Friday, January 13, 2006

Another Tremendous Loss - Chris Iijima - "Don't forget to live before you die"

Remembering Chris Iijima - By Phil Tajitsu Nash, Jan 11, 2006
from Common Dreams website
In his 20s, he sang "Free the Land" from concert stages. In his 50s, he wrote law review articles that protested the theft of Hawaiian ancestral lands. In between, Chris Kando Iijima married, raised two sons and worked as a teacher, lawyer, bartender, community organizer and law professor. By the time he died on December 31, after a long illness, Iijima had fulfilled a promise he had made to himself in a song he had recorded in 1973: Don't forget to live before you die.

Chris's youth was shaped by an event before his birth, the unjust imprisonment of his family and other Japanese Americans during World War II. Chris's father, Tak Iijima, fought in the famous 442nd Regimental Combat Team, the all-Nisei unit that took exceedingly heavy casualties in Europe to prove their loyalty to America.
When he entered Columbia University in 1965 on what could have been a ticket to professional respectability, Chris was already skeptical about America's unfulfilled promises to its minorities. His mother Kazu, whose 1986 interview in Amerasia Journal was entitled "Always A Rebel," had been a lifelong progressive activist. He shared her view that fundamental changes were needed in American society before workers and minorities could find justice.
Columbia in the late 1960s was also the scene of strong anti-Vietnam War protests and some of the most powerful East Coast stirrings of the nascent Asian American movement. Chris found his voice as a pamphleteer, organizer, speaker and visionary for both movements, while also developing his gifts as a poet, songwriter, guitar player and singer.
With a love of music that came from a dad who was a classically trained musician and church choirmaster, Chris wrote songs that, even today, are good enough for Broadway or the Top 40. Listen to the toe-tapping "Dust Don't Fly Away" on his 1982 Back-to-Back album or "Free the Land" on the landmark 1973 Grain of Sand album (
His husky voice, charismatic stage presence, and funky picking skills virtually jump out of the speakers.
[for a great review of the album see Color Lines Magazine - Dancing Between the Notes by Gary Phillips - eric]

Chris, Joann Nobuko Miyamoto and "Charlie" Chin toured the country and campuses in the early 1970s, singing songs and expressing an Asian American identity that was, to use Chris's own words, "originally meant to be a means to an end rather than an end in itself. It was as much a mechanism to identify with one another as [it was] to identify with the struggles of others, whether African Americans or Asians overseas. It was less a marker of what one was and more a marker of what one believed."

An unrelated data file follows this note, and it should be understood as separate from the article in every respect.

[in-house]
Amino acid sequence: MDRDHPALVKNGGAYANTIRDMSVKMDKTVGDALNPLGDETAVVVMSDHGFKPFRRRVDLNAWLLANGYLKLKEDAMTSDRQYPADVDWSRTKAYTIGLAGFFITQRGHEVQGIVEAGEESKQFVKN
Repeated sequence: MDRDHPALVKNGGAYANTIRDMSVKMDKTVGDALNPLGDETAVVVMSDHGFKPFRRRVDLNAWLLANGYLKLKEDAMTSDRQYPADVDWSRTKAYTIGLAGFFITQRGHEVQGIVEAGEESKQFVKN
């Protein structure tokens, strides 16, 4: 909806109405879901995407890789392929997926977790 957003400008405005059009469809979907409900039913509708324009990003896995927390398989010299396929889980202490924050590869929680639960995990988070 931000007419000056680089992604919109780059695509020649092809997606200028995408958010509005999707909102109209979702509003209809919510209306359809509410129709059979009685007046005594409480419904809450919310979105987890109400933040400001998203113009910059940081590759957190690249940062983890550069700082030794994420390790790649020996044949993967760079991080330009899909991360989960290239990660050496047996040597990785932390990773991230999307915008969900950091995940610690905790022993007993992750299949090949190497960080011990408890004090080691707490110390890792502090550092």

In 1973, the trio entered a recording studio and cut "A Grain of Sand: Music for the Struggle by Asians in America." This album, which is recognized as a staple of American folk culture and sold in the gift shop of the Smithsonian Institution, was more than just grooves on a piece of vinyl. From Boston to Chicago, to San Francisco to Honolulu, Asian-derived people who had been classified in the Census as "Other" suddenly realized that they had an identity, a history and a place at the table.
After working as a teacher for several years, Chris enrolled in law school. He rose rapidly, becoming a judicial clerk, a lawyer and then a law professor. At the time of his death, he was not only a law professor at the University of Hawaii, but also head of its pre-admission program.
One of the most compelling songs co-written by Chris on the Grain of Sand album is the "Foolish Old Man Who Removed Mountains." It is based on a Chinese fable about a man who decides to move the two mountains that block the sunlight from reaching his house. Each day, he carries buckets of dirt, while his neighbors laugh, saying there is no way that one small man can remove such huge mountains. He replies, "When I die, my children will dig after me. And when they die, their children will carry on. With every shovel full, the mountains become lower. Why can't we remove them?"
Like that old man, Chris spent his life removing the "mountains" of racism, sexism and greed. While he did not live to see his task completed, his example inspires the rest of us to carry on.

Celebrations of Chris's life are being planned for Hawai'i, Los Angeles and New York, and photos, video, audio and memorabilia about his life are being collected. To participate, or to make a memorial donation in his name, please contact

Phil Tajitsu Nash is CEO of and co-author of "Winning Campaigns Online."

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